HG Pilot? Don’t hold these these yellow bolts & nuts in your mouth!

This time I invite you to a little scientific excursion into the world of materials. Have you ever asked yourself a question what is this yellow coating on most of the aviation bolts we are using in hang gliding? 

Well, it might be not relevant to flying, but it is important for your teeth and hair in case you have a habit to keep the nuts and pins in your mouth when assembling the glider.

 

Why?

 

Because this yellowish stuff is cadmium (Cd) which is plated on steel parts in aerospace applications for its superior corrosion resistance. Although suitable for many applications, cadmium is a very toxic metal [1].

But no worries, you are not gonna die just from having the bolts in your hands, the main concern is the uptake of cadmium through contaminated water and food, as well as from the smoke of cigarettes[2]. The solitary lethal dose for humans is estimated as 350‑3500 mg [3] – it’s huge amount, you’d need to swallow a few bolts at once to get this much of cadmium from the thin surface plating. However the problem of Cd for the human body is that this metal has an extremely long half-life time in human tissue, i.e. in the kidney for approximately 15 years [4].

 

Sara Weaver assembling her glider. Taken from facebook.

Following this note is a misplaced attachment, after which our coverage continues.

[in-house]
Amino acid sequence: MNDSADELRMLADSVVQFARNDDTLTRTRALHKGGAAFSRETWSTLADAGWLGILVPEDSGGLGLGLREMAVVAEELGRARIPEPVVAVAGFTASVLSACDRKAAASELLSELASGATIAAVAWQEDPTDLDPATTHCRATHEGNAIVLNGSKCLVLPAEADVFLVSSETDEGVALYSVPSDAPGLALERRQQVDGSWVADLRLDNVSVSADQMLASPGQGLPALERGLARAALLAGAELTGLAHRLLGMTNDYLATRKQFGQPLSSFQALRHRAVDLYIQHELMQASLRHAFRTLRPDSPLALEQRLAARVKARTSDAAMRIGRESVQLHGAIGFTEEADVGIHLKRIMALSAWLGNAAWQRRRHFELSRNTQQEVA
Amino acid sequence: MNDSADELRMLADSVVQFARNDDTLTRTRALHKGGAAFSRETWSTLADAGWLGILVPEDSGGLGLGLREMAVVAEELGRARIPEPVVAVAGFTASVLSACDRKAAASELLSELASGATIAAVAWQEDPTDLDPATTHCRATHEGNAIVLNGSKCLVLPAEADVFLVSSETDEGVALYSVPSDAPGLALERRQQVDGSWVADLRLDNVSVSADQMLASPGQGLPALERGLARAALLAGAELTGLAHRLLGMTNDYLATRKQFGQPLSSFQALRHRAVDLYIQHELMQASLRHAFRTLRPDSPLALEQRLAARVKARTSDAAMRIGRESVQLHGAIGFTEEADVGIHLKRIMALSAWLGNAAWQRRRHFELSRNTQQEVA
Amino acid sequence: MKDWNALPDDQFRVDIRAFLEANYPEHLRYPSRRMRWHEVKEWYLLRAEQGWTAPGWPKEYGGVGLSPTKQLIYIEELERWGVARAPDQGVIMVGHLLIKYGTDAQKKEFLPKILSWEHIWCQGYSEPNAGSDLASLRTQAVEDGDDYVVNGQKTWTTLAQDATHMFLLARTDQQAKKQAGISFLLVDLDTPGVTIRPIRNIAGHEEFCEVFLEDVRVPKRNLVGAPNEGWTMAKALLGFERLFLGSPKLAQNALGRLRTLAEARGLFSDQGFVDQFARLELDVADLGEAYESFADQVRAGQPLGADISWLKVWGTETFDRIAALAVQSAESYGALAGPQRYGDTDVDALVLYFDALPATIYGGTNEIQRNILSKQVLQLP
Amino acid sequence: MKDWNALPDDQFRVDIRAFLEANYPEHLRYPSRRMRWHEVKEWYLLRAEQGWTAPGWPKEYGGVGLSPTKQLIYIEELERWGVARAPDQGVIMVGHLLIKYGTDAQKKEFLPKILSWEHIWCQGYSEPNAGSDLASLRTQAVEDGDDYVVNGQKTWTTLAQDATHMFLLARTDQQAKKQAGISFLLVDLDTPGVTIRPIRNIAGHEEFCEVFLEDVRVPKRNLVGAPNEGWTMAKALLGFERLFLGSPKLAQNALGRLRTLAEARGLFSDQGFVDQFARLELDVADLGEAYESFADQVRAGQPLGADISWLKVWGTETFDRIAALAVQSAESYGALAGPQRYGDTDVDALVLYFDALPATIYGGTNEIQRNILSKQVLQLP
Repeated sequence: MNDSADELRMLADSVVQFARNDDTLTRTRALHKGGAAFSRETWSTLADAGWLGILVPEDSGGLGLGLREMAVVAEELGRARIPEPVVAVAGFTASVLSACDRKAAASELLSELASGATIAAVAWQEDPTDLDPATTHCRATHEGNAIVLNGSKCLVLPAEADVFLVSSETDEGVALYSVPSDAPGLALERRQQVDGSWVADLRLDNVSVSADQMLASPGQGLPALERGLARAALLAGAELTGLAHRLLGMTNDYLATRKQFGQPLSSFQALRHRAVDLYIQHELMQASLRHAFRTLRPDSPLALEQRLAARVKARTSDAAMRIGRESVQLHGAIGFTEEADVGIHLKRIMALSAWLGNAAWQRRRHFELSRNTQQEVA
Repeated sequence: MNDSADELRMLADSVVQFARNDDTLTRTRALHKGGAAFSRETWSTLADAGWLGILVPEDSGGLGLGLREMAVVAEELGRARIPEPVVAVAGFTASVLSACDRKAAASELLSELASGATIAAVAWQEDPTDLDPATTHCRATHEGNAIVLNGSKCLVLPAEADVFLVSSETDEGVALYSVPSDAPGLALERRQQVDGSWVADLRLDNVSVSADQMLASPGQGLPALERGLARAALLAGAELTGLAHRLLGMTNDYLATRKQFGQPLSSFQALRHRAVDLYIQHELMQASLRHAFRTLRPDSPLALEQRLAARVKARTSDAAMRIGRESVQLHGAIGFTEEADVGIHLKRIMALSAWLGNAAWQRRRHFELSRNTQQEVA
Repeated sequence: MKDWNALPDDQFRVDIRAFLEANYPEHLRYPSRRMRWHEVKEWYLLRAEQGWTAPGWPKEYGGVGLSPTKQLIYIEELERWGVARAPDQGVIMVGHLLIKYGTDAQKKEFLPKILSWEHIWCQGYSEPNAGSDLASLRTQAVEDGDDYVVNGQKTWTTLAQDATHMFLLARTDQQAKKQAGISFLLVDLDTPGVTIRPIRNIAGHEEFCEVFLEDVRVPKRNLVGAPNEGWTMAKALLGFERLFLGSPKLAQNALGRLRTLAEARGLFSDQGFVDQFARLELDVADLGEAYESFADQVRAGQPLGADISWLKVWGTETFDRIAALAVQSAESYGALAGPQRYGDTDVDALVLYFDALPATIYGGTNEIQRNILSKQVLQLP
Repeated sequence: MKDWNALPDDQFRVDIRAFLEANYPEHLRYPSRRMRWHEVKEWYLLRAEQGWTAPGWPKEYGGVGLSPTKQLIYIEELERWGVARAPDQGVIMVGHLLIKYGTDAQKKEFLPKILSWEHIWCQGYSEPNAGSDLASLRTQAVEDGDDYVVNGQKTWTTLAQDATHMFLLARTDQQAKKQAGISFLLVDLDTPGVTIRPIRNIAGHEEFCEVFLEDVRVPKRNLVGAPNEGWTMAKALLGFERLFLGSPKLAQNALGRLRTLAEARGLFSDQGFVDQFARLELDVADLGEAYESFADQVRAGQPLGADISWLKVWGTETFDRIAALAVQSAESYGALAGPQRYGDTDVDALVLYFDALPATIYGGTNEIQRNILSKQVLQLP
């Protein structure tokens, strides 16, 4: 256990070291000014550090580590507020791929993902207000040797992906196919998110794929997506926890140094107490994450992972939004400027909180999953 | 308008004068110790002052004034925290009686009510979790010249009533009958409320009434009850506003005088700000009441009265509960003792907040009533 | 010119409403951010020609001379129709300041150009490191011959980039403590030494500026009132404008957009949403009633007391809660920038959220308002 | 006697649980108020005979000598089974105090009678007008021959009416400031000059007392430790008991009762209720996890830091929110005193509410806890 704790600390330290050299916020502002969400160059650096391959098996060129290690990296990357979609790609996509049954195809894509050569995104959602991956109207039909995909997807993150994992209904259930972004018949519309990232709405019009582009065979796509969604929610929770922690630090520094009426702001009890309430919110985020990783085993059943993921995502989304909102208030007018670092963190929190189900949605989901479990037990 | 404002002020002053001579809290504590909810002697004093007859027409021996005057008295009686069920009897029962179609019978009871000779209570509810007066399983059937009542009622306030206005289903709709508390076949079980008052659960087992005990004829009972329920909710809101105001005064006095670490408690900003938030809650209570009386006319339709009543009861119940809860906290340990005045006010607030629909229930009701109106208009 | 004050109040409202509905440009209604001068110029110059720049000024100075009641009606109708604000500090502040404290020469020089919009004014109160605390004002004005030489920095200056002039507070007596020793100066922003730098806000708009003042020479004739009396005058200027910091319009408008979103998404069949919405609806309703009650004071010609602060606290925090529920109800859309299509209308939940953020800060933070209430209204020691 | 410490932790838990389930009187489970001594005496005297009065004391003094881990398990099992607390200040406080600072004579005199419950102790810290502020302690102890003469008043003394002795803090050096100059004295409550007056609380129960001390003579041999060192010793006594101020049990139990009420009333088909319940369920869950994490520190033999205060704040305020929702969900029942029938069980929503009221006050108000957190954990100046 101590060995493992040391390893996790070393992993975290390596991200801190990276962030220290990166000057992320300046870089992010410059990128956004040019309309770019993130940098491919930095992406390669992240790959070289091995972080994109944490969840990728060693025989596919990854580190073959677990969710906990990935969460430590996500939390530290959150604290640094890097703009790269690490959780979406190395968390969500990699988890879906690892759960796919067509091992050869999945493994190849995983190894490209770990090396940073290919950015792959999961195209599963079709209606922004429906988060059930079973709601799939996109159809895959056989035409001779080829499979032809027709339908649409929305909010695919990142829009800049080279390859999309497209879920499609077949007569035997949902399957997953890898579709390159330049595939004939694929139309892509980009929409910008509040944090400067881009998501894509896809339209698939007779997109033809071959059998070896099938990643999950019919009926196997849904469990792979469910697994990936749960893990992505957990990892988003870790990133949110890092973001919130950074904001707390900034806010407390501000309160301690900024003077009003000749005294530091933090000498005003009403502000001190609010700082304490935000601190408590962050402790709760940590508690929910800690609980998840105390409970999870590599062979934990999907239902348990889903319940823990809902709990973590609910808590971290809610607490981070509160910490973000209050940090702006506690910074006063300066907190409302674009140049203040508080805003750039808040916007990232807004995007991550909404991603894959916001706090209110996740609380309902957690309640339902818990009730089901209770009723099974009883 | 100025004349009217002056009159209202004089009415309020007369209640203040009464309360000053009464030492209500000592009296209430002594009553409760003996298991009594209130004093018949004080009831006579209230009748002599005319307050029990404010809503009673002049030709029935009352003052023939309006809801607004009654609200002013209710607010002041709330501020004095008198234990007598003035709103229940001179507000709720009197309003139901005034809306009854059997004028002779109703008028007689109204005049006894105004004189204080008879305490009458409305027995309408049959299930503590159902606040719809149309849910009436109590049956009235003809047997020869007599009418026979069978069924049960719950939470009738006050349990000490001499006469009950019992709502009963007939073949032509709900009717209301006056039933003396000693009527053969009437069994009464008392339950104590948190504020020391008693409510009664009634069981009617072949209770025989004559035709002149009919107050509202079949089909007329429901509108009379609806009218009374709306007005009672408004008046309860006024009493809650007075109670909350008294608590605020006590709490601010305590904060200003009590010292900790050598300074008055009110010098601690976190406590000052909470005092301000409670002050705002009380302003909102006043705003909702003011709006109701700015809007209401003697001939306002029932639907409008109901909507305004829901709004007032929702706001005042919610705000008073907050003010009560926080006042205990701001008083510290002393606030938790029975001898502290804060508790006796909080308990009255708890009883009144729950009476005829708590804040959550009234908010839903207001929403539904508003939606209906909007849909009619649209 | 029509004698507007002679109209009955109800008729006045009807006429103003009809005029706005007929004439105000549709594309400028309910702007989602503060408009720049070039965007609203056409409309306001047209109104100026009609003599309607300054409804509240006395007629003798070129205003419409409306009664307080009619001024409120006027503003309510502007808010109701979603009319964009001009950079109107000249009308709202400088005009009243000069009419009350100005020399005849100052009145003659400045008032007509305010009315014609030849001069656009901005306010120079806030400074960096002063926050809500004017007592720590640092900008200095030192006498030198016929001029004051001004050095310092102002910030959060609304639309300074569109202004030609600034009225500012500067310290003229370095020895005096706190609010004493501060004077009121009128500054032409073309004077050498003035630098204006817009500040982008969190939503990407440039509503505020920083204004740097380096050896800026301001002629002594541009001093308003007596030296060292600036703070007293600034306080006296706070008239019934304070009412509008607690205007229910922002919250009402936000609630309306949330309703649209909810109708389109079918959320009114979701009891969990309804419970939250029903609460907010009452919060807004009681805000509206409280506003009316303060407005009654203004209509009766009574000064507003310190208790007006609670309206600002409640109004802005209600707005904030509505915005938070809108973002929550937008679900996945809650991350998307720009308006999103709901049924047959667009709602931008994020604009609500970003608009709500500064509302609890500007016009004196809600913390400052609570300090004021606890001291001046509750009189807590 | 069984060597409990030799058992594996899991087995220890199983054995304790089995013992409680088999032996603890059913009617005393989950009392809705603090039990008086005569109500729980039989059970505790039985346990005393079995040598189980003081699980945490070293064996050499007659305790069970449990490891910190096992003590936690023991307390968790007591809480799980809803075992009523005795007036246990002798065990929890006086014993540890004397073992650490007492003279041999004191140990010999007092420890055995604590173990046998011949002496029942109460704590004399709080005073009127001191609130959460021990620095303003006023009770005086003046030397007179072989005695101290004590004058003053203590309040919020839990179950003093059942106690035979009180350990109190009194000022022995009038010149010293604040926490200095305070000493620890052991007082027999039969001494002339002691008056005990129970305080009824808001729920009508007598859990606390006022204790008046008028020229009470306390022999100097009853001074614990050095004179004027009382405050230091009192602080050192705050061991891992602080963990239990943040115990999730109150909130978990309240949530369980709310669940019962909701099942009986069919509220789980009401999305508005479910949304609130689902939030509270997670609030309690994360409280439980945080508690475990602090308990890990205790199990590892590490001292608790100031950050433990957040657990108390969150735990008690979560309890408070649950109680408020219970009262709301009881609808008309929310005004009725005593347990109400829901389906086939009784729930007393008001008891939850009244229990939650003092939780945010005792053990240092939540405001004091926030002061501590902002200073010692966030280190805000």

For convenience Sara Weaver is holding a quick pin in her mouth when assembling the glider. Here the quick pin is not plated with Cd but might have been in contact to other Cd plated parts. (Taken from Facebook.)

All this means is, if you have a habit of holding the bolts and nuts in your mouth while assembling your hang glider, the chance is high that some amount of it leaches into your saliva and gets stored in some of your organs and tissues. 

I have seen so many people doing it and as a chemist and material scientist was often asking myself a question:

How much of this cadmium actually gets into the saliva on these occasions?

Recently I had a project at the Institute of Analytical Chemistry for Health and Environment at Karl-Franzens University of Graz in Austria where I had a chance to perform some ICPMS measurements to answer this question. ICPMS stands for inductively coupled plasma mass spectrometry, the method which allows very precise analysis even of the tiniest concentrations (1 part per 1015 ) of stuff in liquid solutions. 

To make the long story short, the result was that already after one minute in saliva, the concentration of Cd gets seriously high. I mean really high — 1000 times higher than that you’d want it to be! This means if you once in a while hold these cadmium plated parts in your mouth, in the long run your body might not be very grateful for it. There is no harm if you are touching these bolts —  just keep them off the mouth. 

 

Hang gliding boltsWe’ve done the measurements of metals concentrations in an artificial saliva mimicking the real one. Apart from other experiments we kept bolts in this solution for 1, 5 and 15 minutes at the body temperature and compared the results to the original concentrations of an empty, ‘unbolted’ so to speak, saliva. If you are seriously interested in the scientific data I have attached the report file in the end of this post. 

[1] NTP, 2016; Cuypers, 2010

[2] Krajnc et al., 1987 

[3] Vries, 2003

[4] Kjellström and Nordberg, 1978

[5] A. Serebrennikova, M. Heidinger, E. Prall, I. Milanovic, Measurements of cadmium enrichment in artificial saliva by plated bolts via ICPMS. Karl-Franzens University of Graz, 2018

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